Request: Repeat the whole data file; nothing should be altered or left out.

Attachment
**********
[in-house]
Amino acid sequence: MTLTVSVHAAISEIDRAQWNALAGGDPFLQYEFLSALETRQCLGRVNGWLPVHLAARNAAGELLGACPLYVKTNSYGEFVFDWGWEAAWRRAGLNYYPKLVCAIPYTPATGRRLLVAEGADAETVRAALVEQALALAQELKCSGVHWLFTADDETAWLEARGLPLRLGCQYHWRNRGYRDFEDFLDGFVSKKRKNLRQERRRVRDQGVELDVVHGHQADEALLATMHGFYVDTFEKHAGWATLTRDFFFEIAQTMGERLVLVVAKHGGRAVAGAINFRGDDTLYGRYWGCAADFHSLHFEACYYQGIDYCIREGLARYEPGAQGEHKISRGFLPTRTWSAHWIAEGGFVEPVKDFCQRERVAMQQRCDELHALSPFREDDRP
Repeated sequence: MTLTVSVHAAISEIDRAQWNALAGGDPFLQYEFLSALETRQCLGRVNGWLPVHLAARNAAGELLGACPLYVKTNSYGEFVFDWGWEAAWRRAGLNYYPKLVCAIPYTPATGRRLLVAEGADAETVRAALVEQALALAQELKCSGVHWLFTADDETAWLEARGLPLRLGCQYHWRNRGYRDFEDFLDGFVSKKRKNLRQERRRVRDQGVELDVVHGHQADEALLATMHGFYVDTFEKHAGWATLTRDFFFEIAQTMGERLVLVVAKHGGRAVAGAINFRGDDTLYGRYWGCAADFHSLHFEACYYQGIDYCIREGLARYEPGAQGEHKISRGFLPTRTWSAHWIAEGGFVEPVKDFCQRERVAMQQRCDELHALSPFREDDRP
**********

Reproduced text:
[in-house]
Amino acid sequence: MTLTVSVHAAISEIDRAQWNALAGGDPFLQYEFLSALETRQCLGRVNGWLPVHLAARNAAGELLGACPLYVKTNSYGEFVFDWGWEAAWRRAGLNYYPKLVCAIPYTPATGRRLLVAEGADAETVRAALVEQALALAQELKCSGVHWLFTADDETAWLEARGLPLRLGCQYHWRNRGYRDFEDFLDGFVSKKRKNLRQERRRVRDQGVELDVVHGHQADEALLATMHGFYVDTFEKHAGWATLTRDFFFEIAQTMGERLVLVVAKHGGRAVAGAINFRGDDTLYGRYWGCAADFHSLHFEACYYQGIDYCIREGLARYEPGAQGEHKISRGFLPTRTWSAHWIAEGGFVEPVKDFCQRERVAMQQRCDELHALSPFREDDRP
Repeated sequence: MTLTVSVHAAISEIDRAQWNALAGGDPFLQYEFLSALETRQCLGRVNGWLPVHLAARNAAGELLGACPLYVKTNSYGEFVFDWGWEAAWRRAGLNYYPKLVCAIPYTPATGRRLLVAEGADAETVRAALVEQALALAQELKCSGVHWLFTADDETAWLEARGLPLRLGCQYHWRNRGYRDFEDFLDGFVSKKRKNLRQERRRVRDQGVELDVVHGHQADEALLATMHGFYVDTFEKHAGWATLTRDFFFEIAQTMGERLVLVVAKHGGRAVAGAINFRGDDTLYGRYWGCAADFHSLHFEACYYQGIDYCIREGLARYEPGAQGEHKISRGFLPTRTWSAHWIAEGGFVEPVKDFCQRERVAMQQRCDELHALSPFREDDRP